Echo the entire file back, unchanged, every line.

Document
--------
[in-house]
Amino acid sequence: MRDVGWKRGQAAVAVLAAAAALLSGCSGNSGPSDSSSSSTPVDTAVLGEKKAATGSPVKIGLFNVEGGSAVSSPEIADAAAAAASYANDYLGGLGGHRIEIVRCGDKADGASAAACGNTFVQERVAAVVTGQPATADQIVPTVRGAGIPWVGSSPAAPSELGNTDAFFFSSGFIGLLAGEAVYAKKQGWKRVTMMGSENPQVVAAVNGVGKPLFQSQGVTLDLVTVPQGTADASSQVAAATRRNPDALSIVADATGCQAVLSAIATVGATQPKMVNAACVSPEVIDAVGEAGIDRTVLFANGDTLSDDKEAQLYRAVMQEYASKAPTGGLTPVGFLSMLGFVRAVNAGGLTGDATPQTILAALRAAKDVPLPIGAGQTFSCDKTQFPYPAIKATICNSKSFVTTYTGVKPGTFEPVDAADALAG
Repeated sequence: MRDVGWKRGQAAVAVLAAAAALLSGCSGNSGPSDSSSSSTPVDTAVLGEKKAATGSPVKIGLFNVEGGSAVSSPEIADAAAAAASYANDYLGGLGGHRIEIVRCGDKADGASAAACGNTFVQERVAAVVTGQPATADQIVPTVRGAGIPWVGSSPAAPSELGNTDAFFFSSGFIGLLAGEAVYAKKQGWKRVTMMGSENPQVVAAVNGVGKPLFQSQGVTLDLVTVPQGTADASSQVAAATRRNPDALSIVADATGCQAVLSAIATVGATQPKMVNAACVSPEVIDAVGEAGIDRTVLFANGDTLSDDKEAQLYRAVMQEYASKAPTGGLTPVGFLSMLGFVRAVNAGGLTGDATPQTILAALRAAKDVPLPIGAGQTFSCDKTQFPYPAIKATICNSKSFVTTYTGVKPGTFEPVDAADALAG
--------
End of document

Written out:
[in-house]
Amino acid sequence: MRDVGWKRGQAAVAVLAAAAALLSGCSGNSGPSDSSSSSTPVDTAVLGEKKAATGSPVKIGLFNVEGGSAVSSPEIADAAAAAASYANDYLGGLGGHRIEIVRCGDKADGASAAACGNTFVQERVAAVVTGQPATADQIVPTVRGAGIPWVGSSPAAPSELGNTDAFFFSSGFIGLLAGEAVYAKKQGWKRVTMMGSENPQVVAAVNGVGKPLFQSQGVTLDLVTVPQGTADASSQVAAATRRNPDALSIVADATGCQAVLSAIATVGATQPKMVNAACVSPEVIDAVGEAGIDRTVLFANGDTLSDDKEAQLYRAVMQEYASKAPTGGLTPVGFLSMLGFVRAVNAGGLTGDATPQTILAALRAAKDVPLPIGAGQTFSCDKTQFPYPAIKATICNSKSFVTTYTGVKPGTFEPVDAADALAG
Repeated sequence: MRDVGWKRGQAAVAVLAAAAALLSGCSGNSGPSDSSSSSTPVDTAVLGEKKAATGSPVKIGLFNVEGGSAVSSPEIADAAAAAASYANDYLGGLGGHRIEIVRCGDKADGASAAACGNTFVQERVAAVVTGQPATADQIVPTVRGAGIPWVGSSPAAPSELGNTDAFFFSSGFIGLLAGEAVYAKKQGWKRVTMMGSENPQVVAAVNGVGKPLFQSQGVTLDLVTVPQGTADASSQVAAATRRNPDALSIVADATGCQAVLSAIATVGATQPKMVNAACVSPEVIDAVGEAGIDRTVLFANGDTLSDDKEAQLYRAVMQEYASKAPTGGLTPVGFLSMLGFVRAVNAGGLTGDATPQTILAALRAAKDVPLPIGAGQTFSCDKTQFPYPAIKATICNSKSFVTTYTGVKPGTFEPVDAADALAG